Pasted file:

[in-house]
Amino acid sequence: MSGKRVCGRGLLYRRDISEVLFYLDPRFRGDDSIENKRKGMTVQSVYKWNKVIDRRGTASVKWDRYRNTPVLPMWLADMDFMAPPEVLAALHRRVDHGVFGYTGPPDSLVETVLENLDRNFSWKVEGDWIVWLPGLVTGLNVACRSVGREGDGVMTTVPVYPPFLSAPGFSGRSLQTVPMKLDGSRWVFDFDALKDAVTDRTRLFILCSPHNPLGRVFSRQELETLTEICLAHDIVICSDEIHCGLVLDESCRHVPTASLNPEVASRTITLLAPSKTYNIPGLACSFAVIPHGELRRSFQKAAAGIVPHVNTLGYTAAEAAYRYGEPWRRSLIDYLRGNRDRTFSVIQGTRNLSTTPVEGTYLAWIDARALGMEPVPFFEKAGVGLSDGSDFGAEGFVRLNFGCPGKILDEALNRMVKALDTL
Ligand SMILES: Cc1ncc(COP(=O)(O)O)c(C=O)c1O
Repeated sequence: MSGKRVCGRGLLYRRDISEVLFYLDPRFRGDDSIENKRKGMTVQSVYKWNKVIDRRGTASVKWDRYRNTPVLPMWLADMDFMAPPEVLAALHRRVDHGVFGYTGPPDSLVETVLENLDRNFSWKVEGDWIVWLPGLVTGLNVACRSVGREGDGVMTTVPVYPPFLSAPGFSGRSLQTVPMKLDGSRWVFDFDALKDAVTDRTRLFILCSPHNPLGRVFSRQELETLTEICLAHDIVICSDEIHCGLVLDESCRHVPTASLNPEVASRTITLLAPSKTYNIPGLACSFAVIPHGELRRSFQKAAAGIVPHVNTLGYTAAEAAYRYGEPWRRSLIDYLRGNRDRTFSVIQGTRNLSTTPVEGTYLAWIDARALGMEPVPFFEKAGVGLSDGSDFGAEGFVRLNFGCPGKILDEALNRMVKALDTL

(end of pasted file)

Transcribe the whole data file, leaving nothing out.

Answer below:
[in-house]
Amino acid sequence: MSGKRVCGRGLLYRRDISEVLFYLDPRFRGDDSIENKRKGMTVQSVYKWNKVIDRRGTASVKWDRYRNTPVLPMWLADMDFMAPPEVLAALHRRVDHGVFGYTGPPDSLVETVLENLDRNFSWKVEGDWIVWLPGLVTGLNVACRSVGREGDGVMTTVPVYPPFLSAPGFSGRSLQTVPMKLDGSRWVFDFDALKDAVTDRTRLFILCSPHNPLGRVFSRQELETLTEICLAHDIVICSDEIHCGLVLDESCRHVPTASLNPEVASRTITLLAPSKTYNIPGLACSFAVIPHGELRRSFQKAAAGIVPHVNTLGYTAAEAAYRYGEPWRRSLIDYLRGNRDRTFSVIQGTRNLSTTPVEGTYLAWIDARALGMEPVPFFEKAGVGLSDGSDFGAEGFVRLNFGCPGKILDEALNRMVKALDTL
Ligand SMILES: Cc1ncc(COP(=O)(O)O)c(C=O)c1O
Repeated sequence: MSGKRVCGRGLLYRRDISEVLFYLDPRFRGDDSIENKRKGMTVQSVYKWNKVIDRRGTASVKWDRYRNTPVLPMWLADMDFMAPPEVLAALHRRVDHGVFGYTGPPDSLVETVLENLDRNFSWKVEGDWIVWLPGLVTGLNVACRSVGREGDGVMTTVPVYPPFLSAPGFSGRSLQTVPMKLDGSRWVFDFDALKDAVTDRTRLFILCSPHNPLGRVFSRQELETLTEICLAHDIVICSDEIHCGLVLDESCRHVPTASLNPEVASRTITLLAPSKTYNIPGLACSFAVIPHGELRRSFQKAAAGIVPHVNTLGYTAAEAAYRYGEPWRRSLIDYLRGNRDRTFSVIQGTRNLSTTPVEGTYLAWIDARALGMEPVPFFEKAGVGLSDGSDFGAEGFVRLNFGCPGKILDEALNRMVKALDTL